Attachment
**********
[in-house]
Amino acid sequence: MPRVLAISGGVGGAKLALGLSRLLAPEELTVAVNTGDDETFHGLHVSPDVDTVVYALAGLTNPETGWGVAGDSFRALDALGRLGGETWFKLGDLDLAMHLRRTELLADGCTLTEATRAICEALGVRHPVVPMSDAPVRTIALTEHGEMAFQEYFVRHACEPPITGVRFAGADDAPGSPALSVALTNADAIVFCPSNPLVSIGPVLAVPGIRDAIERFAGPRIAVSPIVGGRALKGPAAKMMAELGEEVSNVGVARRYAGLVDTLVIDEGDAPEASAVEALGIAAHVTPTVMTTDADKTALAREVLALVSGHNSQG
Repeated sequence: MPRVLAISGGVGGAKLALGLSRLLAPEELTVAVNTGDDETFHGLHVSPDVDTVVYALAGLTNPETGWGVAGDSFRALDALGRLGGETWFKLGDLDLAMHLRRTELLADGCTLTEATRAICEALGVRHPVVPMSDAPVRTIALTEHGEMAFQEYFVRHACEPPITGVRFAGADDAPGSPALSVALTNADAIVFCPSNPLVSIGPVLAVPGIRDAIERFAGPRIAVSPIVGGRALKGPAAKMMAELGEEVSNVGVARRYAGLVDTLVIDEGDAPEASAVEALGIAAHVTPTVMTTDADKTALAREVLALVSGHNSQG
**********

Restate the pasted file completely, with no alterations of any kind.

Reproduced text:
[in-house]
Amino acid sequence: MPRVLAISGGVGGAKLALGLSRLLAPEELTVAVNTGDDETFHGLHVSPDVDTVVYALAGLTNPETGWGVAGDSFRALDALGRLGGETWFKLGDLDLAMHLRRTELLADGCTLTEATRAICEALGVRHPVVPMSDAPVRTIALTEHGEMAFQEYFVRHACEPPITGVRFAGADDAPGSPALSVALTNADAIVFCPSNPLVSIGPVLAVPGIRDAIERFAGPRIAVSPIVGGRALKGPAAKMMAELGEEVSNVGVARRYAGLVDTLVIDEGDAPEASAVEALGIAAHVTPTVMTTDADKTALAREVLALVSGHNSQG
Repeated sequence: MPRVLAISGGVGGAKLALGLSRLLAPEELTVAVNTGDDETFHGLHVSPDVDTVVYALAGLTNPETGWGVAGDSFRALDALGRLGGETWFKLGDLDLAMHLRRTELLADGCTLTEATRAICEALGVRHPVVPMSDAPVRTIALTEHGEMAFQEYFVRHACEPPITGVRFAGADDAPGSPALSVALTNADAIVFCPSNPLVSIGPVLAVPGIRDAIERFAGPRIAVSPIVGGRALKGPAAKMMAELGEEVSNVGVARRYAGLVDTLVIDEGDAPEASAVEALGIAAHVTPTVMTTDADKTALAREVLALVSGHNSQG